Craig forgot to mention that when we went up to Cerro Otto, we lost our bus passes but didn’t realize it until we got on the bus back into town after our hike.
We stood there awkwardly as the bus continued on its route, patting and searching all of our pockets in a panic. We hadn’t brought any money with us, since we heard there was a possibility of punk kids lying in wait to rob hikers on the empty trail (that’s why we’re carrying big sticks in the pictures).
“I think we lost our passes,” said Craig to the driver.
“Ask one of the other passengers for the fare,” he replied.
Errr! Even though it was only 9 pesos, barely more than $1 US, I had my doubts about this suggestion. In Seattle, there are two outcomes if you get on the bus and can’t pay: 1) The driver kicks you off and 2) the driver is nice and just lets it slide. I suppose there is the possibility of a third option–another passenger paying for you, but this is totally far-fetched in my mind. You also can’t actually pay for more than one person’s fare with our metro system’s bus card. The whole system is not built for that kind of generosity.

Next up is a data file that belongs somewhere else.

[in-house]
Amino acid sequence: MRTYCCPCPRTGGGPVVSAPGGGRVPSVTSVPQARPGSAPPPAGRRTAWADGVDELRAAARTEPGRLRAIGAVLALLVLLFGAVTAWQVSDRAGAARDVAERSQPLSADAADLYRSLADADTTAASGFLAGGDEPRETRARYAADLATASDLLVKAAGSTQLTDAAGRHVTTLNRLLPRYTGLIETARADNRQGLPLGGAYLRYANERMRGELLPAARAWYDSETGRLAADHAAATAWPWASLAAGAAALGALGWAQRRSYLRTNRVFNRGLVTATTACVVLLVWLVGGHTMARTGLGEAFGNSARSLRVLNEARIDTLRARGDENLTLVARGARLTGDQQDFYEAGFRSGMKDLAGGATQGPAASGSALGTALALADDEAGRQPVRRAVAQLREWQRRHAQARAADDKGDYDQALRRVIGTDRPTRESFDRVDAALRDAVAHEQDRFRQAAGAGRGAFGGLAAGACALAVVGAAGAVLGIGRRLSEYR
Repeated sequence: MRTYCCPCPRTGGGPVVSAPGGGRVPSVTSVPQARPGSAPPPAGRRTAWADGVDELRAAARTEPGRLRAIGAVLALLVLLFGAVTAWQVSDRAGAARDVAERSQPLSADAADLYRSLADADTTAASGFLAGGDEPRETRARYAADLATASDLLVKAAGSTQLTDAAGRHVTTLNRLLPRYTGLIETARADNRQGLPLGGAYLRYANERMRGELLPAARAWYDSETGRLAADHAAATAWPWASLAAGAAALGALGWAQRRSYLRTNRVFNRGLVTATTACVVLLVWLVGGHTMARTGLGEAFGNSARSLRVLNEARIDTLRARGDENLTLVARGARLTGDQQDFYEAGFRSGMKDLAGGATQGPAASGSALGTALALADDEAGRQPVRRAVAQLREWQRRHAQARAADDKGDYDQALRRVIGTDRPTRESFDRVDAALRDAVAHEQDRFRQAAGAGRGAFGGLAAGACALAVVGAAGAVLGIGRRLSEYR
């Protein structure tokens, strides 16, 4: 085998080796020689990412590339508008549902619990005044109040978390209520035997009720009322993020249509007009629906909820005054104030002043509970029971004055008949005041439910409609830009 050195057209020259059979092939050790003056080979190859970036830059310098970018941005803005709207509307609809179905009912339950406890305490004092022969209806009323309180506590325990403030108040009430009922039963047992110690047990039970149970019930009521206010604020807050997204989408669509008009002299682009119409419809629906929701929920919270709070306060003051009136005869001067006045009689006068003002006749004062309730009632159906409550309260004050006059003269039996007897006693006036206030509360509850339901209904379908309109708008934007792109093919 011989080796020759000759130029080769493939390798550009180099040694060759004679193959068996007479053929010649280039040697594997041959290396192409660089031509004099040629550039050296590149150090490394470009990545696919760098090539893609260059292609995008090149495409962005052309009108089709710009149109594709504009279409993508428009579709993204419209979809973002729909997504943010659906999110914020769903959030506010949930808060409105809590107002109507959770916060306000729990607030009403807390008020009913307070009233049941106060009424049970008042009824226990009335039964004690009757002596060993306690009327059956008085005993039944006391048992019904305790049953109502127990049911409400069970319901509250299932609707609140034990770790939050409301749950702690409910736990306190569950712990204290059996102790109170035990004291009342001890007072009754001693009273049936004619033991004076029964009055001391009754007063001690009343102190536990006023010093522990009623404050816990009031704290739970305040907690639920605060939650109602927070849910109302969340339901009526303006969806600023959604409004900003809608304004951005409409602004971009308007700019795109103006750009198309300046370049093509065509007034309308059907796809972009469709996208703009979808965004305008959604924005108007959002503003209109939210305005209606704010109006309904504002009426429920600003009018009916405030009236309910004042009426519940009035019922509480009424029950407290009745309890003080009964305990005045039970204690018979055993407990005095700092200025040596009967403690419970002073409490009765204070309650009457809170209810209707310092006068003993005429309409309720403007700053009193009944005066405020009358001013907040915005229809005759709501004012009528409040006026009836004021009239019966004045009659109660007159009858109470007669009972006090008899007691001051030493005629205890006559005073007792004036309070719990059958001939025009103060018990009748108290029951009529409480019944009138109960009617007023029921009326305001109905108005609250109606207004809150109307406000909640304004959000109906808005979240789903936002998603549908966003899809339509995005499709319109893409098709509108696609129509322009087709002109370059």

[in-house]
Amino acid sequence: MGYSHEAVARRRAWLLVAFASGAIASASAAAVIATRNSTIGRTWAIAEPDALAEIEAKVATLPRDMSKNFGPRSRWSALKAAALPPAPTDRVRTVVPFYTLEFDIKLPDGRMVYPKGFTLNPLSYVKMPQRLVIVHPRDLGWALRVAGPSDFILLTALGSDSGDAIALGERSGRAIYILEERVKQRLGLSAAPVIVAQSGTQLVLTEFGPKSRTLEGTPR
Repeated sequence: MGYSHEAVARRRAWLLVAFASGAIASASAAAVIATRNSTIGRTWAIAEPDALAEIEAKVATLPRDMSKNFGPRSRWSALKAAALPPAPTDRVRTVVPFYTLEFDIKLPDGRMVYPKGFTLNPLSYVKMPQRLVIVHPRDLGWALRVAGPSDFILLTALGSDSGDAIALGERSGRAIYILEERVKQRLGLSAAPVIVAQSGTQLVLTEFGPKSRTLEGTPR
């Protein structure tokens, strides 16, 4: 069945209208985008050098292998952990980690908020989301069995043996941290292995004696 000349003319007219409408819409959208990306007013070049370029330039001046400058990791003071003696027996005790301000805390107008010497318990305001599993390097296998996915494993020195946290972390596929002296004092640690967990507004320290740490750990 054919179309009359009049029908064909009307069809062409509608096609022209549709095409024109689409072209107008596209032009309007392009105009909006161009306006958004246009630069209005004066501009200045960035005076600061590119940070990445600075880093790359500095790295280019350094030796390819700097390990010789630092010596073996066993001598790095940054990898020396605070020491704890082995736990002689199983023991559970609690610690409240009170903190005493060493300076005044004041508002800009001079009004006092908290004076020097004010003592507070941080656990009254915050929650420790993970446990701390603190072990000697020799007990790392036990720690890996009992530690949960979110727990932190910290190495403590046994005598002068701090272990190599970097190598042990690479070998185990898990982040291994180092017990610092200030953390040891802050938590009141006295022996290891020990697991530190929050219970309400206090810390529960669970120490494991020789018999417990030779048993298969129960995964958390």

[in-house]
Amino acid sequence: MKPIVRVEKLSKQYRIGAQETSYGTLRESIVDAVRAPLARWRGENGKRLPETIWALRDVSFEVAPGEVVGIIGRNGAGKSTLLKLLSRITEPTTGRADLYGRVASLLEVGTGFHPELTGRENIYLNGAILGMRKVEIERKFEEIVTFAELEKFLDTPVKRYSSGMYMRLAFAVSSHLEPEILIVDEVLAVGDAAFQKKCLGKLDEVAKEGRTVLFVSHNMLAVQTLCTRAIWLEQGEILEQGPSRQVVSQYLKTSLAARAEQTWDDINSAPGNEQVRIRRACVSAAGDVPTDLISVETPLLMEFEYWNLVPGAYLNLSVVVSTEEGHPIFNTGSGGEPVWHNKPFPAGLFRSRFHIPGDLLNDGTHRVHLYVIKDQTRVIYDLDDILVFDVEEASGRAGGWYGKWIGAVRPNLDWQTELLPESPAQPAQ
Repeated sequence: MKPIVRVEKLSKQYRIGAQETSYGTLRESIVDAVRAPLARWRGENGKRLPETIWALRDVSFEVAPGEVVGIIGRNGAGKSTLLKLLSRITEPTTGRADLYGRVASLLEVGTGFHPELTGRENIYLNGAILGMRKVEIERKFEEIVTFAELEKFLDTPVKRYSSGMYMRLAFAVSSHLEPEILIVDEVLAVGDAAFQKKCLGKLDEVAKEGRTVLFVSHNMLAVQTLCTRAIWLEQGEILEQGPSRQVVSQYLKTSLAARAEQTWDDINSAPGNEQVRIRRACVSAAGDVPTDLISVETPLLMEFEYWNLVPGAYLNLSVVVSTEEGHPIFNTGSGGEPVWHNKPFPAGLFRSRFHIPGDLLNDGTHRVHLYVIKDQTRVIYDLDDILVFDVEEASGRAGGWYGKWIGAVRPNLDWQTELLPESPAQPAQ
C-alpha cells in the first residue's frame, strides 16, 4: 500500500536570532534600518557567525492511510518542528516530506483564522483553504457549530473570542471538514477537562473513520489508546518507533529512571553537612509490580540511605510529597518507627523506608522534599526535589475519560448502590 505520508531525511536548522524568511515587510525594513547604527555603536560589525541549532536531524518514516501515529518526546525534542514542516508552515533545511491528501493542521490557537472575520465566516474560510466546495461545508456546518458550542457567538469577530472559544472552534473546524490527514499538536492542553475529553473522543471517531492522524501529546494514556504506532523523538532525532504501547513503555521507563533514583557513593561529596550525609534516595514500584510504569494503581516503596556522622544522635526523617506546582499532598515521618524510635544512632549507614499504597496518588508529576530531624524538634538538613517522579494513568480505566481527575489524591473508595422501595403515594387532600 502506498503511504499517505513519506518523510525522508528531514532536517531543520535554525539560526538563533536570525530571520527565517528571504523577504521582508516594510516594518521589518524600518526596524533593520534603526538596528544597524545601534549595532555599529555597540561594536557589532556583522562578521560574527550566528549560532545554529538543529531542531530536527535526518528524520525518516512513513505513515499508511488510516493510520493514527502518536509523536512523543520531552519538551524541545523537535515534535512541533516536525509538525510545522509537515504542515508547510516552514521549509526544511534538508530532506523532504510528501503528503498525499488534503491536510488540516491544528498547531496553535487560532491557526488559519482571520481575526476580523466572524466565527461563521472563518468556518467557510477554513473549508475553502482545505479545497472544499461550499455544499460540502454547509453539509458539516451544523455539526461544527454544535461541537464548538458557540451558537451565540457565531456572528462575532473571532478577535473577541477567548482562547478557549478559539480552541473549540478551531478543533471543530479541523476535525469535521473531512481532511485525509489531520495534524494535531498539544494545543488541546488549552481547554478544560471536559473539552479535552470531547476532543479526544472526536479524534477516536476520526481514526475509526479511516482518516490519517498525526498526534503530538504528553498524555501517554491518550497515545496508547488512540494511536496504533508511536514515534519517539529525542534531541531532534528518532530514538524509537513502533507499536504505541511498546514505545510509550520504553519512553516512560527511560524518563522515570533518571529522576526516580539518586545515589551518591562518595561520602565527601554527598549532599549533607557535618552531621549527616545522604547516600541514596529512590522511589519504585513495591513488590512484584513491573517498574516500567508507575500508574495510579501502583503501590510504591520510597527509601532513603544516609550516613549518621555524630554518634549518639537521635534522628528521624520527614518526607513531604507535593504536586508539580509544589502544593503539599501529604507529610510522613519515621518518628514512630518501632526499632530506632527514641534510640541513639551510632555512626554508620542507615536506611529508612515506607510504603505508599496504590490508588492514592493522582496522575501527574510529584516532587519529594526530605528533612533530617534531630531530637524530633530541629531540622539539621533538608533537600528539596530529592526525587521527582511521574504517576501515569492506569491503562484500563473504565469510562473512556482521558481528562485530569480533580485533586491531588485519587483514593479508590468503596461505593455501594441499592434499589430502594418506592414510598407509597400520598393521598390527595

But within seconds of Craig looking around at the crowded bus, a woman pulled her card out and offered it to us. Remarkable.